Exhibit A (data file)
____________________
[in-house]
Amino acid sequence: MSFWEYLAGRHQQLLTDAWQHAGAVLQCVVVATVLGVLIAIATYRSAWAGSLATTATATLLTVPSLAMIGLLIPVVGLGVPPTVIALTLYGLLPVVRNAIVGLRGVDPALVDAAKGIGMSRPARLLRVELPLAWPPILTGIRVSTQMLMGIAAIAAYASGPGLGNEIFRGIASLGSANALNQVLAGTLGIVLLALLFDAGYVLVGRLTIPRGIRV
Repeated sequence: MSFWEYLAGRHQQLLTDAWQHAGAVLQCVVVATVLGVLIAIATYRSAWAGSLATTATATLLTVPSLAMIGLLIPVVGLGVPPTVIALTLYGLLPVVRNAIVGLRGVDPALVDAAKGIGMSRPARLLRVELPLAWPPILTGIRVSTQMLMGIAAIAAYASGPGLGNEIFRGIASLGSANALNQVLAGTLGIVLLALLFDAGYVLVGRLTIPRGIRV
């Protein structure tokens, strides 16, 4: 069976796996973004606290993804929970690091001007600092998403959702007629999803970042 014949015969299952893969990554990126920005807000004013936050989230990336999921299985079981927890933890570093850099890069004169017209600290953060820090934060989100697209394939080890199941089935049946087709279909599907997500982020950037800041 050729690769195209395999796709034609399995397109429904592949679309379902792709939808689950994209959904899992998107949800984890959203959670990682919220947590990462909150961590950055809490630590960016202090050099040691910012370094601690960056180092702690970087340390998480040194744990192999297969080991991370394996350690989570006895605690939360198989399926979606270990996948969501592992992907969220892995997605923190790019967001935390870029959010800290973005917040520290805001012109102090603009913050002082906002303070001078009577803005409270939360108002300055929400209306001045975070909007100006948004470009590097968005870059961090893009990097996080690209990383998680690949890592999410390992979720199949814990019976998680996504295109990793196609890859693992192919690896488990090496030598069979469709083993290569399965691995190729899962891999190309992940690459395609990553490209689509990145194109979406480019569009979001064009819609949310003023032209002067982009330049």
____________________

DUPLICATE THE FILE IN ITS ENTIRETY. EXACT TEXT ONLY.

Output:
[in-house]
Amino acid sequence: MSFWEYLAGRHQQLLTDAWQHAGAVLQCVVVATVLGVLIAIATYRSAWAGSLATTATATLLTVPSLAMIGLLIPVVGLGVPPTVIALTLYGLLPVVRNAIVGLRGVDPALVDAAKGIGMSRPARLLRVELPLAWPPILTGIRVSTQMLMGIAAIAAYASGPGLGNEIFRGIASLGSANALNQVLAGTLGIVLLALLFDAGYVLVGRLTIPRGIRV
Repeated sequence: MSFWEYLAGRHQQLLTDAWQHAGAVLQCVVVATVLGVLIAIATYRSAWAGSLATTATATLLTVPSLAMIGLLIPVVGLGVPPTVIALTLYGLLPVVRNAIVGLRGVDPALVDAAKGIGMSRPARLLRVELPLAWPPILTGIRVSTQMLMGIAAIAAYASGPGLGNEIFRGIASLGSANALNQVLAGTLGIVLLALLFDAGYVLVGRLTIPRGIRV
């Protein structure tokens, strides 16, 4: 069976796996973004606290993804929970690091001007600092998403959702007629999803970042 014949015969299952893969990554990126920005807000004013936050989230990336999921299985079981927890933890570093850099890069004169017209600290953060820090934060989100697209394939080890199941089935049946087709279909599907997500982020950037800041 050729690769195209395999796709034609399995397109429904592949679309379902792709939808689950994209959904899992998107949800984890959203959670990682919220947590990462909150961590950055809490630590960016202090050099040691910012370094601690960056180092702690970087340390998480040194744990192999297969080991991370394996350690989570006895605690939360198989399926979606270990996948969501592992992907969220892995997605923190790019967001935390870029959010800290973005917040520290805001012109102090603009913050002082906002303070001078009577803005409270939360108002300055929400209306001045975070909007100006948004470009590097968005870059961090893009990097996080690209990383998680690949890592999410390992979720199949814990019976998680996504295109990793196609890859693992192919690896488990090496030598069979469709083993290569399965691995190729899962891999190309992940690459395609990553490209689509990145194109979406480019569009979001064009819609949310003023032209002067982009330049």